Faucets on utility sinks seem to get damaged way too often despite being used gently. One hence needs to frequently upgrade to better ones that are of superior quality. However, this brings on the question, can I attach a different faucet to a utility sink?
The answer is yes, as long as the size of your basin’s hole matches that of the faucet’s thickness. Hundreds of options will be available, and you can click here to access some of our favorite utility sink faucets. Now, without further ado, let us teach you how to do this extremely simple task!
Table of Contents
- 1 Step-by-Step Guide to Installing a New Utility Sink Faucet
- 1.1 Step One: Turning off the Water Supply
- 1.2 Step Two: Removing the Faucet from the Utility Sink
- 1.3 Step Three: Cleaning your Utility Sink
- 1.4 Step Three: Installing the New Faucet on your Utility Sink
- 1.5 Step Four: Getting your New Faucet Ready
- 1.6 Step Five: Reconnecting the Water Supply
- 1.7 Step Six: Testing the New Faucet
- 2 Frequently Asked Question
- 3 Conclusion
Step-by-Step Guide to Installing a New Utility Sink Faucet
Things you will need
- Basin wrench
- Flathead screwdriver
- Other screwdrivers that are capable of unscrewing your faucet
- A new faucet
- Plumber’s Putty
- Putty Knife
Step One: Turning off the Water Supply
Disconnecting your utility sink from its water supply is the first step to starting your plumbing task. If your faucet has shut-off valves, you can pull down the handles present underneath the utility sink to get this done. One will be for the hot water supply while the other will be for the cold water supply.
Your sink might also have a knob present below it which can be rotated to cut down the water supply. Do what you need to do to prevent the water from violently spurting onto your face!
Step Two: Removing the Faucet from the Utility Sink
A flat-headed screwdriver can be utilized to remove the handle off of your utility sink faucet. Once you have done this, you will be able to see other screws which can be used to loosen the faucet’s grip to the sink. Remove the valve stem and bring out the valve seal to get rid of the O-rings and washer. Your old utility sink faucet is now removed.
Step Three: Cleaning your Utility Sink
Using mild dishwashing soap or other cleaning agents along with water, scrub the sink’s hole clean. Brushes or sponges can be used to get a thorough job done.
Step Three: Installing the New Faucet on your Utility Sink
Some faucets come with a rubber gasket for installation, while others don’t. Those without a rubber gasket thus require a plumber’s putty for attaching to the sink. Using your hands, surround the mouth of your sink’s hole with an excess amount of plumber’s putty. Then, insert your tap through the hole so that it rests against the putty. The extra amount will be coming out and you can use your putty knife to scrape it off before it hardens.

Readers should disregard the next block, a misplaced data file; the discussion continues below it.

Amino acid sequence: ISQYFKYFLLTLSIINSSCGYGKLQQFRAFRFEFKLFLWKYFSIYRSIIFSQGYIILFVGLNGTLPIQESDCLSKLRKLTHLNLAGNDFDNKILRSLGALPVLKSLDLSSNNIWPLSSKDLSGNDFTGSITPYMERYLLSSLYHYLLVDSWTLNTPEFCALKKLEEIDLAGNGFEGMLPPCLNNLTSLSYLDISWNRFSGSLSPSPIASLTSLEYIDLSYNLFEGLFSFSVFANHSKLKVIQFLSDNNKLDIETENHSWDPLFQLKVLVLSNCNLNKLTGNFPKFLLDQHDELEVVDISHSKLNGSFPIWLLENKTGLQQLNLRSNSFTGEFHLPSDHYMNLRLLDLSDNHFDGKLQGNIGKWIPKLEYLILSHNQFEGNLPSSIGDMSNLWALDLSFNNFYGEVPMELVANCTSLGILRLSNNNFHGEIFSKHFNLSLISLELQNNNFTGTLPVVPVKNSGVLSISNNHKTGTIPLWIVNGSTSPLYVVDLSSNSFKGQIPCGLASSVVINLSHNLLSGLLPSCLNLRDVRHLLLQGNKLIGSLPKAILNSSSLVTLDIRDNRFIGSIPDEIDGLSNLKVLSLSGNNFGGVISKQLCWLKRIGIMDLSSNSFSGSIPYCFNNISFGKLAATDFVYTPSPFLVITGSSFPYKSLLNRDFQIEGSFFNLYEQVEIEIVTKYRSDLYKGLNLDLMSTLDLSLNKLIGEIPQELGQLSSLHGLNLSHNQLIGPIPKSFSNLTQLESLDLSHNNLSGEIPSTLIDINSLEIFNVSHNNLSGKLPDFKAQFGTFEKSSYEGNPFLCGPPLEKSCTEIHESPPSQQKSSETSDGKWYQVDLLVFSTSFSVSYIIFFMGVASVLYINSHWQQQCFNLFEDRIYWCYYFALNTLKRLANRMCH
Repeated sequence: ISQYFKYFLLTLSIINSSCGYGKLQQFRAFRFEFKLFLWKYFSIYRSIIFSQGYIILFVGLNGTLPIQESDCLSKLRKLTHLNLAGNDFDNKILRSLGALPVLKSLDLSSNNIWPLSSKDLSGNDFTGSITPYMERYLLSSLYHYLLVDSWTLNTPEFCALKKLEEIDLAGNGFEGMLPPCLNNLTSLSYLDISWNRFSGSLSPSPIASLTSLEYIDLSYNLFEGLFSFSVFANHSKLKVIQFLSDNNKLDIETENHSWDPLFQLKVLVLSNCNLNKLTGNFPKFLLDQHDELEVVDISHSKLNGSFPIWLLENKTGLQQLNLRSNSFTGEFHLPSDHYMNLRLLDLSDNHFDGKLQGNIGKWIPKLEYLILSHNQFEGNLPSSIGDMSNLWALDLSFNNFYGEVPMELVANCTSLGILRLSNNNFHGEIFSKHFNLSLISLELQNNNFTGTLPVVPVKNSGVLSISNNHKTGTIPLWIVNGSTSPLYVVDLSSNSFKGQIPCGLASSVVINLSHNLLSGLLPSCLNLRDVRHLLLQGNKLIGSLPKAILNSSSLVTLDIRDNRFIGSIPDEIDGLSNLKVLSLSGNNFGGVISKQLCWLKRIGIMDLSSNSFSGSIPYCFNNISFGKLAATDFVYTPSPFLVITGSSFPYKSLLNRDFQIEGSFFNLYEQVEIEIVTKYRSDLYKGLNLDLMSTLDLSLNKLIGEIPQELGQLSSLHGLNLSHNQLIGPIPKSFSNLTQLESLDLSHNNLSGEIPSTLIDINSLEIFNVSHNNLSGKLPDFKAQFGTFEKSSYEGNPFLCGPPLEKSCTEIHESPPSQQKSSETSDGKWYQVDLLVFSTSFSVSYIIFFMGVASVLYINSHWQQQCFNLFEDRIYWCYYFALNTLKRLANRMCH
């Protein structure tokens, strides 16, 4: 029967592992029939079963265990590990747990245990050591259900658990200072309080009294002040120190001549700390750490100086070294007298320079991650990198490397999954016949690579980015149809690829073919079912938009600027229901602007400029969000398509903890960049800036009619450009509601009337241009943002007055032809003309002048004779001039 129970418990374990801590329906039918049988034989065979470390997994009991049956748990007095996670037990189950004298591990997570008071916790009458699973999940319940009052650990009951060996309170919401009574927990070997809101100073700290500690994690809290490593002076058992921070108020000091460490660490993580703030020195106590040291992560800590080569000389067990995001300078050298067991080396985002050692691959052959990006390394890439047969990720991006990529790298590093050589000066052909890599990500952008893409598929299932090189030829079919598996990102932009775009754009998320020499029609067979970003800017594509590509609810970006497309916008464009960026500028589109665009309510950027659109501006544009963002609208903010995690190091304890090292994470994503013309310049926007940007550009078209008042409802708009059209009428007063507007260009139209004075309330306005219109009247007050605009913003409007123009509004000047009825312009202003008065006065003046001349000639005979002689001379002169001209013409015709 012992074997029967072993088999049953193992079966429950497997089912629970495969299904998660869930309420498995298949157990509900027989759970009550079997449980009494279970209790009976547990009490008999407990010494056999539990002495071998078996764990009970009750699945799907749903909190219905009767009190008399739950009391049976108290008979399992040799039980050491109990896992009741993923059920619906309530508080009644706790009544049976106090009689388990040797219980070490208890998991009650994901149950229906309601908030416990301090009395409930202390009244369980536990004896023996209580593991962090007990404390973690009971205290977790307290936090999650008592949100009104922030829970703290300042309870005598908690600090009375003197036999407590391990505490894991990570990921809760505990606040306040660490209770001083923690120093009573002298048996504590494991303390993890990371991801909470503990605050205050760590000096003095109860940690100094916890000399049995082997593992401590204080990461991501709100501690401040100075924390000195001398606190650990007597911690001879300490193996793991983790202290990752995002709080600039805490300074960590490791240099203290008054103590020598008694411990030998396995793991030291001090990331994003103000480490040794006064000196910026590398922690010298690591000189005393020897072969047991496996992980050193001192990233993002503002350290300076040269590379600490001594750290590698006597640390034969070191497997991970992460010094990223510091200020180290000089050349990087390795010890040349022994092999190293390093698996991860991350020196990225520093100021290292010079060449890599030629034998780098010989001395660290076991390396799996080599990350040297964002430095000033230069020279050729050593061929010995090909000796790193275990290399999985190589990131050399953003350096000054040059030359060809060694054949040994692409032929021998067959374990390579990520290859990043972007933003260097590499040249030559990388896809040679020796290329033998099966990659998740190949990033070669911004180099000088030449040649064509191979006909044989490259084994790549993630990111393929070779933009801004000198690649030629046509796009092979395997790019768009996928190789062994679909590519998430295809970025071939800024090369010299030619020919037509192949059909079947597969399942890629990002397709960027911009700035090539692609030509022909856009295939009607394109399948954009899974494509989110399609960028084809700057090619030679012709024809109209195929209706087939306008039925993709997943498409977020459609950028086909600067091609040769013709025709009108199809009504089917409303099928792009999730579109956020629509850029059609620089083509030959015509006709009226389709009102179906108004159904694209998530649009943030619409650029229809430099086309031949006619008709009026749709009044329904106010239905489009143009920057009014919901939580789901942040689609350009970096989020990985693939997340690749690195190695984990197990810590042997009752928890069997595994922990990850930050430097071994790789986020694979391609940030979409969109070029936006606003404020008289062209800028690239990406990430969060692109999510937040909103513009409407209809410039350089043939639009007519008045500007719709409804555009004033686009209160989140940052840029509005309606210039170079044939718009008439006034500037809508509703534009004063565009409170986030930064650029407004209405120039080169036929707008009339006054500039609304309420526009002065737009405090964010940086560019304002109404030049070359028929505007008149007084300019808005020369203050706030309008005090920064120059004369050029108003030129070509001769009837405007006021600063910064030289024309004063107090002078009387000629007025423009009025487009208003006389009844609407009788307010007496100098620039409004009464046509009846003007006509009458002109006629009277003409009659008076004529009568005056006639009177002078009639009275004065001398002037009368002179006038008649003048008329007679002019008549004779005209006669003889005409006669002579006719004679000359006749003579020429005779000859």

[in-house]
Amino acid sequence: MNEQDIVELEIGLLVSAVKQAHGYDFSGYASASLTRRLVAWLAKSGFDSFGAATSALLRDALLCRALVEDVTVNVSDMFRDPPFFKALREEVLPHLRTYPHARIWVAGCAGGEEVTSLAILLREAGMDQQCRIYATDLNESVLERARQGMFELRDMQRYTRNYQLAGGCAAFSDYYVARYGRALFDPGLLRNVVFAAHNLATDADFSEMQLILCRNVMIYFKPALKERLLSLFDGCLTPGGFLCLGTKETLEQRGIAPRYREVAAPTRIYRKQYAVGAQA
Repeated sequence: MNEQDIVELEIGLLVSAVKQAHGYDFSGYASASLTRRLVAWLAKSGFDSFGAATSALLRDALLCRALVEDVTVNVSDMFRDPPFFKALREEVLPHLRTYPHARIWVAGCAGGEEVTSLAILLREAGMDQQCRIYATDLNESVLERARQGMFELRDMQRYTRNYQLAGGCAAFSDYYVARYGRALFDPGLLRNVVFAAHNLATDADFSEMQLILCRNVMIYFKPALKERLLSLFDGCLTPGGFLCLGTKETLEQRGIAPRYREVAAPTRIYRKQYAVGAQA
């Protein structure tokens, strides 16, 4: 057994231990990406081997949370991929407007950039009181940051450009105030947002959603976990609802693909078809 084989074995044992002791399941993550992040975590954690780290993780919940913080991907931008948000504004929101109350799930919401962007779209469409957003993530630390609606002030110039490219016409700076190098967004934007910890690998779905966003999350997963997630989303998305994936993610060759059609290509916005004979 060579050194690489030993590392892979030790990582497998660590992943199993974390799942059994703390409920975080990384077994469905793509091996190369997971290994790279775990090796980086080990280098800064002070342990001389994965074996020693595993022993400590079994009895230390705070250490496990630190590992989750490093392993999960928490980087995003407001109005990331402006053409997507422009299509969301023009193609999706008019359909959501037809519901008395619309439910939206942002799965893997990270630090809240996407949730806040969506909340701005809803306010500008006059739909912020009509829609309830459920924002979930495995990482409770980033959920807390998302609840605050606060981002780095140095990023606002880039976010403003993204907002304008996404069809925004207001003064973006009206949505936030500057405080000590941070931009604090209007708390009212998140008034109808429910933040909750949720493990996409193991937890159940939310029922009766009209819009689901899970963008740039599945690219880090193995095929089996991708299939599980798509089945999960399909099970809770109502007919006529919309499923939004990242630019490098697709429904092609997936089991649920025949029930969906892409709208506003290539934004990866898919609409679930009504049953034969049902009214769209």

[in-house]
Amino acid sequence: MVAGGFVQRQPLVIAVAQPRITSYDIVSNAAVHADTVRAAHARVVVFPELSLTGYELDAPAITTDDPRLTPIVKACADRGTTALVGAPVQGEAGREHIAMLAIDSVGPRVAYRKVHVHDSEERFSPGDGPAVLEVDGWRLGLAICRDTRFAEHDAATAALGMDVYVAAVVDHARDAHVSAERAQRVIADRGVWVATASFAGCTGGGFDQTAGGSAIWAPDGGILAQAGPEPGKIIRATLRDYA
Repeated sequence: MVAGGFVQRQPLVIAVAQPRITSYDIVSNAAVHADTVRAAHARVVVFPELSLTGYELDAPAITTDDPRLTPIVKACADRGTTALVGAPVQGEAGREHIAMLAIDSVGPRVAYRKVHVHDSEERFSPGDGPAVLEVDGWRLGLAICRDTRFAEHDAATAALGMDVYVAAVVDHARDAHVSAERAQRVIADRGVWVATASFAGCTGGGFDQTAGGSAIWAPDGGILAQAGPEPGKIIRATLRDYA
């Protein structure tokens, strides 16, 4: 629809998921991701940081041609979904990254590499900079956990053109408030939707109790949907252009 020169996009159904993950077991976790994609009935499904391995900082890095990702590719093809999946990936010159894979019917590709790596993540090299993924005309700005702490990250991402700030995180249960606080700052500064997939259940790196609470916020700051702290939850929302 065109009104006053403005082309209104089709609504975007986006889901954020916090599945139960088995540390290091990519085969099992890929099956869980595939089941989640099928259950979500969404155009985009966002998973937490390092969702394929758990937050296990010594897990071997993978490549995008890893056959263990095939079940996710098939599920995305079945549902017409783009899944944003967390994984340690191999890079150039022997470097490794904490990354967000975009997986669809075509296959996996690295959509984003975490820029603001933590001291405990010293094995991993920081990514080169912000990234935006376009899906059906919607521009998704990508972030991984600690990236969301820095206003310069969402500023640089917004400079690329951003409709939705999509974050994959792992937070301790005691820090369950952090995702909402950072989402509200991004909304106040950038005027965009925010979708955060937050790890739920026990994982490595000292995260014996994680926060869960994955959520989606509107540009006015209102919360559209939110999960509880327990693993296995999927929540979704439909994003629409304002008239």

Step Four: Getting your New Faucet Ready
Put the mounting nuts and screws in their designated position and, using screwdrivers and basin wrench wherever necessary, fixate the faucet into position. Make sure you have inserted all of its parts and, while tightening, be careful not to change the faucet’s alignment. You should not apply too much force either to prevent yourself from scratching or causing cracks on the faucet’s body.
Step Five: Reconnecting the Water Supply
With your new sink assembled onto the position, work on getting your water supply back. If you had disconnected the main water supply, turn that back on. Those who had gone with the shut-off valved method should pull the handles for hot and cold water valves in the opposite direction. Your sink will now receive a steady flow of water.
Step Six: Testing the New Faucet
Turn on your faucet to see if water runs out of it. As you have connected the new utility sink faucet with its water supply, you should be able to use the tap to the fullest of its ability. If it is not working, it is very likely that you made a mistake in the installation process. So, go through the article once again or contact a plumber for assistance.
Frequently Asked Question
Are single handle faucets worth it?
Of course, single handle faucets are way more user-friendly than double-handle faucets. People with arthritis and other joint problems find them a lot easier to use. The installation process is also simple so you can have it attached without a plumber’s assistance.
Are all faucets interchangeable?
No, not all faucets can be fixed on every sink. Some will have to require bigger sink holes while others need to be fixated onto walls to function as intended.
What is a ball faucet?
These are a type of faucets that do not have washers installed within their body. Instead, they have a metal ball present along with O-rings and rubber seals that allow the faucet to operate. Ball faucets have a single handle that can be lifted to get a water supply.
Can a touchless faucet work manually?
Yes, one can operate a touchless faucet using its handle. They are pretty much like normal faucets except that the sensors act as an added feature.
Can I replace center set faucet with widespread faucets?
Yes, you can do so. However, the options will be limited as most widespread faucets do not fit into the 4 inch center holes that center set faucets have.
Can I attach a different faucet to a utility sink?
Yes, you can. A guide has been presented to help you get through the installation process without any hassle. Do not skip any of the steps mentioned to be presented with an upgraded faucet that functions flawlessly. Hopefully, we have managed to successfully assist you with your tasks!